Turning to Vladimirov’s due process contentions, the Tenth Circuit noted that immigration proceedings need not approximate constitutional protections afforded to criminal defendants. Vladimirov asserted four violations of his due process rights. First, he argued he was not afforded an opportunity to cross-examine Officer Gibson. The Tenth Circuit noted that there was no circuit authority requiring personal appearance by a government agent. Although the Circuit noted that better contrary evidence than Officer Gibson’s report may have “carried the day,” Vladimirov chose not to testify in his own defense, thereby forgoing any opportunity to refute the information in Officer Gibson’s report. Vladimirov next contended that the government erred by introducing “triple hearsay” in Officer Gibson’s report. However, the Tenth Circuit again noted that hearsay is regularly used in administrative adjudications, which lack the constitutional requirement of confrontation as afforded to criminal defendants. Next, Vladimirov argued that the Form I-213 denial of his I-485 application was prepared in anticipation of litigation and so lacked a presumption of reliability. Again, the Tenth Circuit rejected Vladimirov’s arguments, finding no evidence of unreliability. Finally, the Tenth Circuit considered Vladimirov’s contention that Bakhrakh was coerced into withdrawing her I-130. The Tenth Circuit characterized the allegations as serious, but noted that informing someone of the consequences of marriage fraud is not coercion.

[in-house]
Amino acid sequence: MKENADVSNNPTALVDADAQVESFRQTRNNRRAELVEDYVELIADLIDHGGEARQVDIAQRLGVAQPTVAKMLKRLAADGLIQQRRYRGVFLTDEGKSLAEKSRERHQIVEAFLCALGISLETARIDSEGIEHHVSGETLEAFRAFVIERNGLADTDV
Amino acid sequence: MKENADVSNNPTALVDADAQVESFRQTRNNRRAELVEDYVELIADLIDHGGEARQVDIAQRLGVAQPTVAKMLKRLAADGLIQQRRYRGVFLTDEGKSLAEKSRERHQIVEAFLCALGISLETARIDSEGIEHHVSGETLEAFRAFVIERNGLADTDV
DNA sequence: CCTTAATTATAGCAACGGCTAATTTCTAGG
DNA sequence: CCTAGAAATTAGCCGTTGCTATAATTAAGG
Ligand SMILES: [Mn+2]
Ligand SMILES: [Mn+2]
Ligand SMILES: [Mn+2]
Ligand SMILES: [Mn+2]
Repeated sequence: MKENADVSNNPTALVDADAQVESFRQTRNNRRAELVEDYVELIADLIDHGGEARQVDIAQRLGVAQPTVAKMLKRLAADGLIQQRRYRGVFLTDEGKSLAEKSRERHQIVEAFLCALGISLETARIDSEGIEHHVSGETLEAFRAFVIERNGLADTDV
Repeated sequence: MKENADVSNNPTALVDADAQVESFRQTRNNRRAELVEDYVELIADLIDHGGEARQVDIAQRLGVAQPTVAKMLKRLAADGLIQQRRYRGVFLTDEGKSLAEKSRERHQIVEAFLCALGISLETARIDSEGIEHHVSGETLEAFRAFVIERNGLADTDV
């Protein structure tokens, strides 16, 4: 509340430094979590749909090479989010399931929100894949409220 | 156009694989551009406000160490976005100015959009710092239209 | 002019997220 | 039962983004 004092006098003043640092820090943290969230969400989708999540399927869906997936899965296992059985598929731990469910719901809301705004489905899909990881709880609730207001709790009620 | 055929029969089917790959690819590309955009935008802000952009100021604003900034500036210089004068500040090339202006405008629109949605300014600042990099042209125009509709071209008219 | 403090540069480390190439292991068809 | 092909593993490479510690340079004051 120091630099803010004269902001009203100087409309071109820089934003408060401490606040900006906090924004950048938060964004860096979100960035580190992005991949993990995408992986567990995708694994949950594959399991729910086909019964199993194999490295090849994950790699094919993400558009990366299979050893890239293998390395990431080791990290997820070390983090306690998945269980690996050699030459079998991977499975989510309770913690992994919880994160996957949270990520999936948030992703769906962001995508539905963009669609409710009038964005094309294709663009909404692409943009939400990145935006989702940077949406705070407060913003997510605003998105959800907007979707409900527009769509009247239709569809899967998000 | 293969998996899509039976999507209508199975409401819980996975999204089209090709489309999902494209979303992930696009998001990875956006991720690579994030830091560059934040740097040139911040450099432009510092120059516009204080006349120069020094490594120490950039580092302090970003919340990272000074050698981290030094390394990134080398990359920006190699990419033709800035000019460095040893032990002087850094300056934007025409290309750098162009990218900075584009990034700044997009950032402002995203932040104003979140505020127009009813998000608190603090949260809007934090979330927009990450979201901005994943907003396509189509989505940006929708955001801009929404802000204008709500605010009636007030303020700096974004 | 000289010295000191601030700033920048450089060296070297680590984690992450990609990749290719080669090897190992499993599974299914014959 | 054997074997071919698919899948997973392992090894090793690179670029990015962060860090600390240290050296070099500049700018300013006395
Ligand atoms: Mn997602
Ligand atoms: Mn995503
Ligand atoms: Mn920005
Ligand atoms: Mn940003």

The Tenth Circuit denied Vladimirov’s petition to review.

Tenth Circuit: Venue for Immigration Appeals Tied to Immigration Judge’s Location at Final Hearing

The Tenth Circuit Court of Appeals issued its opinion in Lee v. Lynch on Wednesday, July 1, 2015.

Yang You Lee is a citizen of Thailand who received lawful refugee status through his Laotian parents and was admitted to the United States in 1987 at age 5. In 2014, an Immigration Judge in Dallas found him removable for a misdemeanor domestic assault charge that was a crime of violence. The BIA agreed with the IJ and dismissed his appeal. Mr. Lee filed a petition for review in the Fifth Circuit, which sua sponte summarily transferred the petition to the Tenth Circuit. The Tenth Circuit asked the parties to address venue under 8 U.S.C. § 1252(b)(2) and reviewed their responses.